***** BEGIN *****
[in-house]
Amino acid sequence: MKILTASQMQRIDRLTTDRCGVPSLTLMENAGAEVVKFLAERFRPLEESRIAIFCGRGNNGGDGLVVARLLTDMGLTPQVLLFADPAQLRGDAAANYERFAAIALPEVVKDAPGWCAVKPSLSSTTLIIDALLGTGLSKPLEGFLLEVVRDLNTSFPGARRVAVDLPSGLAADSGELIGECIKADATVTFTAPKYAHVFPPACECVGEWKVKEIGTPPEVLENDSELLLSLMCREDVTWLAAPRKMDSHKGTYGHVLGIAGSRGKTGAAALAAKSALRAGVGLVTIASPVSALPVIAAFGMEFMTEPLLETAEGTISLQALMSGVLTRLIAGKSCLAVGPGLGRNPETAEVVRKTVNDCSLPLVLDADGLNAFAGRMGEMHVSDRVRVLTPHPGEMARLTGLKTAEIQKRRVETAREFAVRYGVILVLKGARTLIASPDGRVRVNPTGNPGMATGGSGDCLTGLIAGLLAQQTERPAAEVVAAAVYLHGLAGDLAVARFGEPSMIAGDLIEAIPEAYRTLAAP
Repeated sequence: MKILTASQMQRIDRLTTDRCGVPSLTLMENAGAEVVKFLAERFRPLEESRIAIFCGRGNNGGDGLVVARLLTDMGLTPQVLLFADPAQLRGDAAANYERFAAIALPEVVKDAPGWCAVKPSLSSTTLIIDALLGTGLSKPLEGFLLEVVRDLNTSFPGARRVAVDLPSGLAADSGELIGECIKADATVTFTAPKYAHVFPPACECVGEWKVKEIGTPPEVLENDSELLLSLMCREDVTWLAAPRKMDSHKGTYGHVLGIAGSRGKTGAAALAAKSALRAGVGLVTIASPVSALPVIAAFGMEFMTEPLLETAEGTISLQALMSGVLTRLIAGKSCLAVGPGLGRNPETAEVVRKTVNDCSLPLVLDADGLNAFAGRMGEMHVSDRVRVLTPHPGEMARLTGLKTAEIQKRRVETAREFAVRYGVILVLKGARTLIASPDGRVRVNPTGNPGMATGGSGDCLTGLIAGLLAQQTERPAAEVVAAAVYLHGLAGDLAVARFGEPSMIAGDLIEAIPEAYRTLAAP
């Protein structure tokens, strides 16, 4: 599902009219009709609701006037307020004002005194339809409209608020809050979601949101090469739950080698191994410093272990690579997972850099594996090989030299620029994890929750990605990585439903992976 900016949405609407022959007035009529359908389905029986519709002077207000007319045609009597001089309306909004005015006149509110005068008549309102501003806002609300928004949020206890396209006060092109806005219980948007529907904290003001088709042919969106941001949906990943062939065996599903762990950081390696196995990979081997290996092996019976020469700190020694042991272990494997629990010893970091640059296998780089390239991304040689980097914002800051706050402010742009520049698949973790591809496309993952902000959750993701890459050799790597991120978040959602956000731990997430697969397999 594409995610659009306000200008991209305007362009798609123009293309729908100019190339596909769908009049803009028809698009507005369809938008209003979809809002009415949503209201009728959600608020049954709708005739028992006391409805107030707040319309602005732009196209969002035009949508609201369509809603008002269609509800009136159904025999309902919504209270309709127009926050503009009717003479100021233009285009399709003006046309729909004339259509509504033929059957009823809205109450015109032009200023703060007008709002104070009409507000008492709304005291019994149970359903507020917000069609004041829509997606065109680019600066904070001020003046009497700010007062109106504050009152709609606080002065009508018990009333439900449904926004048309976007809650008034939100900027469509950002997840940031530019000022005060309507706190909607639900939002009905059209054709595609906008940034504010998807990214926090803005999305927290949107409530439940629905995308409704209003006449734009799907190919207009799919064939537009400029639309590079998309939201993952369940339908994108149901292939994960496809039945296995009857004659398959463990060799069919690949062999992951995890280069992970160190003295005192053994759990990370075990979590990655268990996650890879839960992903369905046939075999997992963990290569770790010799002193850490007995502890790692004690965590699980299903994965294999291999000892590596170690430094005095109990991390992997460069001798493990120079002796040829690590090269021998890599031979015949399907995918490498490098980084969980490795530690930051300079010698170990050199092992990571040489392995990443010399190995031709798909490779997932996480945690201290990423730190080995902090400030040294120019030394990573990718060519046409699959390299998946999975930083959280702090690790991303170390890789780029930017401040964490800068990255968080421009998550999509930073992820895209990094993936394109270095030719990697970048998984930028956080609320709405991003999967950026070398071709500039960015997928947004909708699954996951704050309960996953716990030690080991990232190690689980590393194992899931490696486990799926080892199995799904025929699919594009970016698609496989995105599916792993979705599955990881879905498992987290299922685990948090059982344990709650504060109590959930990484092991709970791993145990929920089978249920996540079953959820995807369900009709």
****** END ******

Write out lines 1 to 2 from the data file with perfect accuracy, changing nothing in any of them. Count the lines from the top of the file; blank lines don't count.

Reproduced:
[in-house]
Amino acid sequence: MKILTASQMQRIDRLTTDRCGVPSLTLMENAGAEVVKFLAERFRPLEESRIAIFCGRGNNGGDGLVVARLLTDMGLTPQVLLFADPAQLRGDAAANYERFAAIALPEVVKDAPGWCAVKPSLSSTTLIIDALLGTGLSKPLEGFLLEVVRDLNTSFPGARRVAVDLPSGLAADSGELIGECIKADATVTFTAPKYAHVFPPACECVGEWKVKEIGTPPEVLENDSELLLSLMCREDVTWLAAPRKMDSHKGTYGHVLGIAGSRGKTGAAALAAKSALRAGVGLVTIASPVSALPVIAAFGMEFMTEPLLETAEGTISLQALMSGVLTRLIAGKSCLAVGPGLGRNPETAEVVRKTVNDCSLPLVLDADGLNAFAGRMGEMHVSDRVRVLTPHPGEMARLTGLKTAEIQKRRVETAREFAVRYGVILVLKGARTLIASPDGRVRVNPTGNPGMATGGSGDCLTGLIAGLLAQQTERPAAEVVAAAVYLHGLAGDLAVARFGEPSMIAGDLIEAIPEAYRTLAAP